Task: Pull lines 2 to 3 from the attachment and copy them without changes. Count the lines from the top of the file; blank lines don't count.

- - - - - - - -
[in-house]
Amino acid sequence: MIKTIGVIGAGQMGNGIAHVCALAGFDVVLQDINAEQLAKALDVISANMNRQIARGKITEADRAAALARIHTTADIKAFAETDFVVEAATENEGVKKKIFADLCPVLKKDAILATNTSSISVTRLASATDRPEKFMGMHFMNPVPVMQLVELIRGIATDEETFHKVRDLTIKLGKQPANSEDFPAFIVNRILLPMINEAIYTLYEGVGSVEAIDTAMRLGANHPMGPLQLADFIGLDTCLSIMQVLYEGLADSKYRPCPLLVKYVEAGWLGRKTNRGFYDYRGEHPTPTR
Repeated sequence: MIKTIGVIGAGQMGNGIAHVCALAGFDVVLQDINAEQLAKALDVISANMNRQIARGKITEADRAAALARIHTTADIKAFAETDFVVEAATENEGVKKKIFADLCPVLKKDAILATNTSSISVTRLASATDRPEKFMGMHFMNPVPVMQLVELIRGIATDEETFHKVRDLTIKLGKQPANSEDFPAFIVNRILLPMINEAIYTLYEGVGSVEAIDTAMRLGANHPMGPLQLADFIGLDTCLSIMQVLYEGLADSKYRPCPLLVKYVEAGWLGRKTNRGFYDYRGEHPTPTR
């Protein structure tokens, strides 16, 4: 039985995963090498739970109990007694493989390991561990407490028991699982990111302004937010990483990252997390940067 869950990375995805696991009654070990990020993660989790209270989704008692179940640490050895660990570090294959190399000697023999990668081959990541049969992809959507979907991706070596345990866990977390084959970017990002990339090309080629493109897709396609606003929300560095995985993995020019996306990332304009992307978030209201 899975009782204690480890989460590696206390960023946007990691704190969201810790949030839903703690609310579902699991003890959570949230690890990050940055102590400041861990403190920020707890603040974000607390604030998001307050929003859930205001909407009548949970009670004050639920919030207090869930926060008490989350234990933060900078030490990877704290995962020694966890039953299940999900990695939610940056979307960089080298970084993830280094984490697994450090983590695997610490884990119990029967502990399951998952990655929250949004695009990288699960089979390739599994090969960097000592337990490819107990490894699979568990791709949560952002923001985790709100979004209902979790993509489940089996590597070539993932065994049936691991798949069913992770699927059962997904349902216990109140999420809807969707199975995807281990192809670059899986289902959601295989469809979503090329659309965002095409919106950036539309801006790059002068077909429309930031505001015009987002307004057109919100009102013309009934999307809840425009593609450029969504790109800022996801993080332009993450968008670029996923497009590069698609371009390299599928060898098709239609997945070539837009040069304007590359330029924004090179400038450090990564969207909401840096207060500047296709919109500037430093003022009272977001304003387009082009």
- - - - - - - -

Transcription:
Amino acid sequence: MIKTIGVIGAGQMGNGIAHVCALAGFDVVLQDINAEQLAKALDVISANMNRQIARGKITEADRAAALARIHTTADIKAFAETDFVVEAATENEGVKKKIFADLCPVLKKDAILATNTSSISVTRLASATDRPEKFMGMHFMNPVPVMQLVELIRGIATDEETFHKVRDLTIKLGKQPANSEDFPAFIVNRILLPMINEAIYTLYEGVGSVEAIDTAMRLGANHPMGPLQLADFIGLDTCLSIMQVLYEGLADSKYRPCPLLVKYVEAGWLGRKTNRGFYDYRGEHPTPTR
Repeated sequence: MIKTIGVIGAGQMGNGIAHVCALAGFDVVLQDINAEQLAKALDVISANMNRQIARGKITEADRAAALARIHTTADIKAFAETDFVVEAATENEGVKKKIFADLCPVLKKDAILATNTSSISVTRLASATDRPEKFMGMHFMNPVPVMQLVELIRGIATDEETFHKVRDLTIKLGKQPANSEDFPAFIVNRILLPMINEAIYTLYEGVGSVEAIDTAMRLGANHPMGPLQLADFIGLDTCLSIMQVLYEGLADSKYRPCPLLVKYVEAGWLGRKTNRGFYDYRGEHPTPTR